Geoffrey Monari, the CEO of Universities Fund, has revealed that the government intends to utilize data from various State agencies like KRA and NHIF to determine eligibility for student scholarships and loans.
During an interview on Wednesday, Monari elucidated that the allotment of financial support to individual students and their categorization will hinge on critical factors like tax records, health insurance status, and contributions towards retirement.
He underscored that the decision-making process will heavily lean on information gleaned from the Kenya Revenue Authority (KRA) and the National Health Insurance Fund (NHIF) to evaluate household incomes accurately.
“For example, if you are paying Ksh1,700 for NHIF, it means you are at a certain income bracket, or if we go to KRA and look at your returns, it means you are at a certain income bracket,” Monari explained.
While data will play a pivotal role in ascertaining income brackets, Monari explained that a more comprehensive judgment would entail meticulous consideration of details furnished in the applications.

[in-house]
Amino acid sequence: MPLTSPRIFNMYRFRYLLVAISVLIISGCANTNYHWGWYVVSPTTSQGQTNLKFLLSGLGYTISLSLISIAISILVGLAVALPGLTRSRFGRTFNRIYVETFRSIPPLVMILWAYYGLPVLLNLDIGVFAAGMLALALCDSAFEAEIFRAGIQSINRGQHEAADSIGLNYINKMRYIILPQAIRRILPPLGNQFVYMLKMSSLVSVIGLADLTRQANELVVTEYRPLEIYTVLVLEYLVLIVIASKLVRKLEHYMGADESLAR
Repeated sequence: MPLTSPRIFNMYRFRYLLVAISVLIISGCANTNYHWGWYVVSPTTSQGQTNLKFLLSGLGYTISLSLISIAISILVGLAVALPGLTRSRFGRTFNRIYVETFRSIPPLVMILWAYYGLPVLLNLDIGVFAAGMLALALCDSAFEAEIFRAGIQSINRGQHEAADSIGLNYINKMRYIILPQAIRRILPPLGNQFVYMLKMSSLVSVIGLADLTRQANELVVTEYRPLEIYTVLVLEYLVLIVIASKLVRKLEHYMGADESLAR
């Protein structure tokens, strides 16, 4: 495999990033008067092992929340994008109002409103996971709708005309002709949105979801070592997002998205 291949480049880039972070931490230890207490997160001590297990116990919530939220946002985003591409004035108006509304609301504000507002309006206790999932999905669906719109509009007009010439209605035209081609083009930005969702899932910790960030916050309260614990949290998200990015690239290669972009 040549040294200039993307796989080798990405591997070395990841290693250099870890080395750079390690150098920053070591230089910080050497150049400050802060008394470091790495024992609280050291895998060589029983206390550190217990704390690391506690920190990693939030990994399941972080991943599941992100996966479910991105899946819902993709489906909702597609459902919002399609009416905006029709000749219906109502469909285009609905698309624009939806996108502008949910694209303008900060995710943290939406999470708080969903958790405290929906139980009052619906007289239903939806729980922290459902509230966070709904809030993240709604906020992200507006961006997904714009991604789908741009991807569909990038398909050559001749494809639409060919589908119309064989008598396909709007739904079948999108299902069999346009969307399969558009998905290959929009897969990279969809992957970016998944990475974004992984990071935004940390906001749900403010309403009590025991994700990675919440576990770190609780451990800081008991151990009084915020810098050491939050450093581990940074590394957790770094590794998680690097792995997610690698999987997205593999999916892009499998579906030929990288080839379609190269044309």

The applications will encompass particulars about students’ family backgrounds, income situations, and other pertinent aspects.
Some experts have voiced apprehensions regarding the potential repercussions of this new funding approach. Given the current economic landscape, they posit that education might become prohibitively expensive, rendering it beyond the means of many households.
Moreover, inquiries have been raised about how the government plans to assess the vulnerability of applicants, particularly considering the significant proportion of Kenyan workers in the informal sector.
Critics of the new system have criticized the government for swiftly implementing these changes without conducting thorough public participation and experimenting without contemplating the potential repercussions.
“Every sane Kenyan should oppose the experimentation going on in our education sector. It doesn’t matter whether you can afford the shenanigans or not,” cautioned Njenga.
According to Monari, a student’s eligibility for a loan or scholarship will not be affected if they change the program they are enrolled in or the university they attend.
He revealed that all students under 18 will receive scholarships while waiting for their loan awards at age 18, whereas students enrolled in private universities will only receive loans.
The Universities Fund aims to increase the percentage of high school graduates who enroll in universities from 19% to 30%.